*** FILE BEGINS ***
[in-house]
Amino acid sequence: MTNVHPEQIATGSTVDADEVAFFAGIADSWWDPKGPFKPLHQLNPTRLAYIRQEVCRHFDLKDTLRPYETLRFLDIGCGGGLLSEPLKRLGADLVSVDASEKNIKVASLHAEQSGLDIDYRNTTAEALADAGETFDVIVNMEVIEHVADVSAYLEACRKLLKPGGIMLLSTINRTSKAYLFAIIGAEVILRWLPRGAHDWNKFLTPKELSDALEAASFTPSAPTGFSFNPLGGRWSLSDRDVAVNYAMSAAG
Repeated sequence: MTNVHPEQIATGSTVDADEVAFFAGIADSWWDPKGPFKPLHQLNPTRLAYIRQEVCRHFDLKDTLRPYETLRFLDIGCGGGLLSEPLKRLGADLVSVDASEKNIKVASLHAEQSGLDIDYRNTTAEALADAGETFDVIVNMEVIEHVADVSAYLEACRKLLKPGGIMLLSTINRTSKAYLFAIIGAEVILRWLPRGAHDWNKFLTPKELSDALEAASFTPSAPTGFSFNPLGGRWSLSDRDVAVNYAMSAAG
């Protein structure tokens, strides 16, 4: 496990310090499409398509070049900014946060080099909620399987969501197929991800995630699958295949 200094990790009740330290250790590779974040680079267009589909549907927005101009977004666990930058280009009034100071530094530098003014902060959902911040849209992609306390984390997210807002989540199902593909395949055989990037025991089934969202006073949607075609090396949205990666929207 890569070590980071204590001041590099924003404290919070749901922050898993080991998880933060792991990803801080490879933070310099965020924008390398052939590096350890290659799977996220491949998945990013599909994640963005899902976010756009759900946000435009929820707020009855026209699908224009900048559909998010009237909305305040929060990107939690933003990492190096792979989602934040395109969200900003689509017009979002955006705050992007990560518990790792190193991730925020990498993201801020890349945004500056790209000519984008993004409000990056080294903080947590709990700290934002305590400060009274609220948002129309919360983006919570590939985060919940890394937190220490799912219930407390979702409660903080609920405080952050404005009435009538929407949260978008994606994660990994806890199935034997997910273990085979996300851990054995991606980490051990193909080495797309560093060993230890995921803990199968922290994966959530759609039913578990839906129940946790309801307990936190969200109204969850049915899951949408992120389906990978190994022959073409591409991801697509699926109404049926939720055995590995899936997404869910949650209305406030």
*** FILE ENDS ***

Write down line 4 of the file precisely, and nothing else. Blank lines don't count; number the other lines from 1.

């Protein structure tokens, strides 16, 4: 496990310090499409398509070049900014946060080099909620399987969501197929991800995630699958295949 200094990790009740330290250790590779974040680079267009589909549907927005101009977004666990930058280009009034100071530094530098003014902060959902911040849209992609306390984390997210807002989540199902593909395949055989990037025991089934969202006073949607075609090396949205990666929207 890569070590980071204590001041590099924003404290919070749901922050898993080991998880933060792991990803801080490879933070310099965020924008390398052939590096350890290659799977996220491949998945990013599909994640963005899902976010756009759900946000435009929820707020009855026209699908224009900048559909998010009237909305305040929060990107939690933003990492190096792979989602934040395109969200900003689509017009979002955006705050992007990560518990790792190193991730925020990498993201801020890349945004500056790209000519984008993004409000990056080294903080947590709990700290934002305590400060009274609220948002129309919360983006919570590939985060919940890394937190220490799912219930407390979702409660903080609920405080952050404005009435009538929407949260978008994606994660990994806890199935034997997910273990085979996300851990054995991606980490051990193909080495797309560093060993230890995921803990199968922290994966959530759609039913578990839906129940946790309801307990936190969200109204969850049915899951949408992120389906990978190994022959073409591409991801697509699926109404049926939720055995590995899936997404869910949650209305406030």